Lauren Greenfield; Photographic Signs Of Our Times Page 2
"All girls are affected," she says, "though some have other prevailing influences in their life. But even those who react and say they don't care are still affected."
With a new level of understanding, Greenfield looks back over her career that began in 1991 when she was chosen out of 200 applicants to intern at National Geographic.
"I actually wasn't even working as a photographer at that time and didn't think it would be a very interesting job," she admits. "I attended Harvard University but there were no courses in photojournalism and I majored in visual studies. When I went to National Geographic it was like waking up in heaven. I loved the photographers and they were so generous in their teaching and monitoring of me. I learned to work with transparency film and I saw a place where photographers were being real journalists, going out and finding a story and the writers were following them. It opened up a world of storytelling in photography."
Greenfield's own background was a privileged one. At the age of 14 her mother, a college professor, took her to the Sorbonne for a three-month sabbatical. She fell in love with France and remained for the entire school year, returning summers to visit with the French aristocratic family with whom she had lived and formed a bond. At the age of 21 she photographed a project about the French aristocracy and their social rituals. She had a few shows of the work but was sure that would be her swan song in photography.
In her first book, Fast Forward, published in 1992 and again in 1995, Greenfield
found her own way of seeing the world. Living in Los Angeles, she focused on
the theme of growing up in a fast society where reality was based in the precocious
worship of Hollywood idols and a society rampant in sexuality set by movies
and television. It was a long distance from the earlier themes of Mayan Indians
and French aristocracy but her need to record the world as it changed in our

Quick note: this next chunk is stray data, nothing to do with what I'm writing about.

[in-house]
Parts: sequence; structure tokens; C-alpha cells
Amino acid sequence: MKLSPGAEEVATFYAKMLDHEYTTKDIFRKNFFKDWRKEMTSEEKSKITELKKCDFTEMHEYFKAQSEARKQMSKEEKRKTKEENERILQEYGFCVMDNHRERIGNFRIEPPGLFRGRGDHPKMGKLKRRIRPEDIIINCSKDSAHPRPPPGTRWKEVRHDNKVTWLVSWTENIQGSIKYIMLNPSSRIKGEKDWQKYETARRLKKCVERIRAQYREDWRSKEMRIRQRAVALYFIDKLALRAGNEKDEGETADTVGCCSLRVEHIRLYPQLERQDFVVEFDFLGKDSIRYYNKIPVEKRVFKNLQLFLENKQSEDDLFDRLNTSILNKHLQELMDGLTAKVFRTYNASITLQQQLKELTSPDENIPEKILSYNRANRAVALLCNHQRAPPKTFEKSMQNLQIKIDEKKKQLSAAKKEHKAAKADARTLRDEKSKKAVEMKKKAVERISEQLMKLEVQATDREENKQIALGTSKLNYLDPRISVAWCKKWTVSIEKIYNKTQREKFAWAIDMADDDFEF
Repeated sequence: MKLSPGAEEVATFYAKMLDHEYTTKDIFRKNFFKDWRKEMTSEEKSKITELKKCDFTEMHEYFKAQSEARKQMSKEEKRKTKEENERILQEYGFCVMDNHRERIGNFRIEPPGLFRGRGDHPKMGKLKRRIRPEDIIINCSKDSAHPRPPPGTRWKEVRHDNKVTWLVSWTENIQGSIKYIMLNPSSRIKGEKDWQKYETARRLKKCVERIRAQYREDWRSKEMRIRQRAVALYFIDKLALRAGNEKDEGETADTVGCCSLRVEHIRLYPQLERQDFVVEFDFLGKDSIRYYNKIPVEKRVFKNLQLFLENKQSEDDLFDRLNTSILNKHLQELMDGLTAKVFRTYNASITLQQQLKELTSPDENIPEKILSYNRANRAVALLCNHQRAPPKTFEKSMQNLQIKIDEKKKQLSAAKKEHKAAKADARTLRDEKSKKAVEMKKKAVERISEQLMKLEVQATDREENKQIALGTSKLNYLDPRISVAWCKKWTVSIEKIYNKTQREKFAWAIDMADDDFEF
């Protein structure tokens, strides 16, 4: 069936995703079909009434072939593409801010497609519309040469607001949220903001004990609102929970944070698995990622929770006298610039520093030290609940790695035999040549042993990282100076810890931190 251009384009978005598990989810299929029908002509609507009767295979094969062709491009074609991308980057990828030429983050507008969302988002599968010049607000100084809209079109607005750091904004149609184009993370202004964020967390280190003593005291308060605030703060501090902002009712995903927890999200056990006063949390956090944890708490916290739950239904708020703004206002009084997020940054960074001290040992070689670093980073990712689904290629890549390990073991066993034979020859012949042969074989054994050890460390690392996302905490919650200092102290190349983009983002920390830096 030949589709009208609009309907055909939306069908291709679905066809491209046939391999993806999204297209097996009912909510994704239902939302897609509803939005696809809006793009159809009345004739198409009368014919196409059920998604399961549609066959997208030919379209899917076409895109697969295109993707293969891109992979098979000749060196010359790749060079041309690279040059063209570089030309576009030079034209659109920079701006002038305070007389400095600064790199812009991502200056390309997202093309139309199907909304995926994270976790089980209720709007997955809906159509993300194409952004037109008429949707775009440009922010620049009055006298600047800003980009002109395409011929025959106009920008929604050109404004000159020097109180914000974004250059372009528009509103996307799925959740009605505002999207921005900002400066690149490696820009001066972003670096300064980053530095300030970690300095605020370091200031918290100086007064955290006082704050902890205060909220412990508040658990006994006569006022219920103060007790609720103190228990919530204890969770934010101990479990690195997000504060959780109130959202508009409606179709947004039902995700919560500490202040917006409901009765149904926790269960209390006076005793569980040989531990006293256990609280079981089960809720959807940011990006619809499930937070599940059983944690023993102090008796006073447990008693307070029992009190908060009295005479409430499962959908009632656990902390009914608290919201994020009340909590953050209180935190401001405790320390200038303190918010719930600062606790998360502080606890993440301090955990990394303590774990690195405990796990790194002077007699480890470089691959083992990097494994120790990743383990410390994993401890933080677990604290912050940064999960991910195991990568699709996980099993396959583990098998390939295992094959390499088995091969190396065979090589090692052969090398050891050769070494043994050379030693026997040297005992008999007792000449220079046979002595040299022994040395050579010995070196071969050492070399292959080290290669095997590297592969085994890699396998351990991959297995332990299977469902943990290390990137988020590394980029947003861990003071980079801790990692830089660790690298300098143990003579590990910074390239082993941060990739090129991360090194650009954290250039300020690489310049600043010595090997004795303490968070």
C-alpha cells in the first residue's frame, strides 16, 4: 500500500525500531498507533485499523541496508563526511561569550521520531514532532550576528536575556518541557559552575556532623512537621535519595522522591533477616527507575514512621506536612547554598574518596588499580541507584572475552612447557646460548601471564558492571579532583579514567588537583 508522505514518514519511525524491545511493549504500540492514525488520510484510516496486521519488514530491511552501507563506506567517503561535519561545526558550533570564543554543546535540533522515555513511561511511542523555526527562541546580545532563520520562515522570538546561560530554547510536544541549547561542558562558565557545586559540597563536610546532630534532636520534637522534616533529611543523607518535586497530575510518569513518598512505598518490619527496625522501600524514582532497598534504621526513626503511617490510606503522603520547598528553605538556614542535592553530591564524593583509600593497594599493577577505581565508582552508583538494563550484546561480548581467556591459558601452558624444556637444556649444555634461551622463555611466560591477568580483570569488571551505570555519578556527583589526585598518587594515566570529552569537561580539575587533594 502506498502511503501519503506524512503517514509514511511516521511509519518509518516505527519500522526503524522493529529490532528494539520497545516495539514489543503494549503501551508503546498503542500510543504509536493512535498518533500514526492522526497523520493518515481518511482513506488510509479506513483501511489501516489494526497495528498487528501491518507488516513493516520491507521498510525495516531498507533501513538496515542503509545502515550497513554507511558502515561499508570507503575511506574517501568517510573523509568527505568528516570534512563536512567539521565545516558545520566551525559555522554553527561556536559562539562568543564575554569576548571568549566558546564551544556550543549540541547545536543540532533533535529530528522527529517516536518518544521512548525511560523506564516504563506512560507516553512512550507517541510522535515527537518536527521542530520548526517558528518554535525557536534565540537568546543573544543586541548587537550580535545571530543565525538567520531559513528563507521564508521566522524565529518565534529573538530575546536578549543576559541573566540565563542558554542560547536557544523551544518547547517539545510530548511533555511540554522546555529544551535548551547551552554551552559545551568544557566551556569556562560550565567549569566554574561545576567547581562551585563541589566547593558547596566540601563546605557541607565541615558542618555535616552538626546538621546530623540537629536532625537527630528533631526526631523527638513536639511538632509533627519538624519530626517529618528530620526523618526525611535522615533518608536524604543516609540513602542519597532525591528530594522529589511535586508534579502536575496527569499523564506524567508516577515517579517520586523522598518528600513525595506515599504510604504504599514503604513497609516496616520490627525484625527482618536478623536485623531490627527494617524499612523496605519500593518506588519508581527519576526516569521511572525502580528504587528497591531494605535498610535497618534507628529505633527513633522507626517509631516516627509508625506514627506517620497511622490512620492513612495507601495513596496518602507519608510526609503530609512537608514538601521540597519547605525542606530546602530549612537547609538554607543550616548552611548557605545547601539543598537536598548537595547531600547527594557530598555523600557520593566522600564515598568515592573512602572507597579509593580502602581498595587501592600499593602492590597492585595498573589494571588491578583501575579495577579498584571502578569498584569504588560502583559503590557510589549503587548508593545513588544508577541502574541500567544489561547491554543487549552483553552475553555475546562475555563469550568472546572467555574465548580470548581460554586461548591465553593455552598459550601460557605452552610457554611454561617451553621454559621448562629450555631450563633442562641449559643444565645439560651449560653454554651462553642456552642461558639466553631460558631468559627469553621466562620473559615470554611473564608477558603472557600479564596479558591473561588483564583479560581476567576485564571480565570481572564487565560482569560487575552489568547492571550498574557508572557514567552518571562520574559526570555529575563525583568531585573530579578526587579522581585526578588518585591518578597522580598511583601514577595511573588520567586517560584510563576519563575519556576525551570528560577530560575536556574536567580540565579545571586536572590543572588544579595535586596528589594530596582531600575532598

time burned within Greenfield. It was evocative and she became intrigued with
the daily life of young children living in Hollywood's fantasy lifestyle.
"When I was starting out as a young photographer all we thought about was Life magazine, Time magazine, and National Geographic. As a photographer today I have to be creative about my outlets," she says. "I think about very different outlets now, the most satisfying being books, museum shows, and the Internet. My website, Girl Culture.com, (the book now in its third printing) has had over two million hits a year and the cool thing about that is young people are really communicating with me, talking about how the culture has affected them. They are taking it very personally and I get a ton of e-mails.
"The comment books at the galleries read like a diary, ultimately about how girls have related to the show and how it has affected them. Girls hunger to tell their stories and they trust me."
A member of Agency VII, based in Paris, Greenfield is the only member who is not a war photographer. Her work is in numerous museums and collections including the Los Angeles County Museum of Art, the International Center or Photography, and the Hallmark Collection. She currently resides in Venice, California.
Though sad, the problems of anorexia or obesity are still a theme that concerns Greenfield and she is currently finishing her first movie, an HBO documentary about eating disorders. "Thin," a part of the "America Undercover" series, is due to be aired in 2006.
This writer has a few years (to be sure) on Greenfield but would agree that it is hard not to relate to the dilemma of teen-age trendsetters who define our troubling times. She has definitely touched a chord.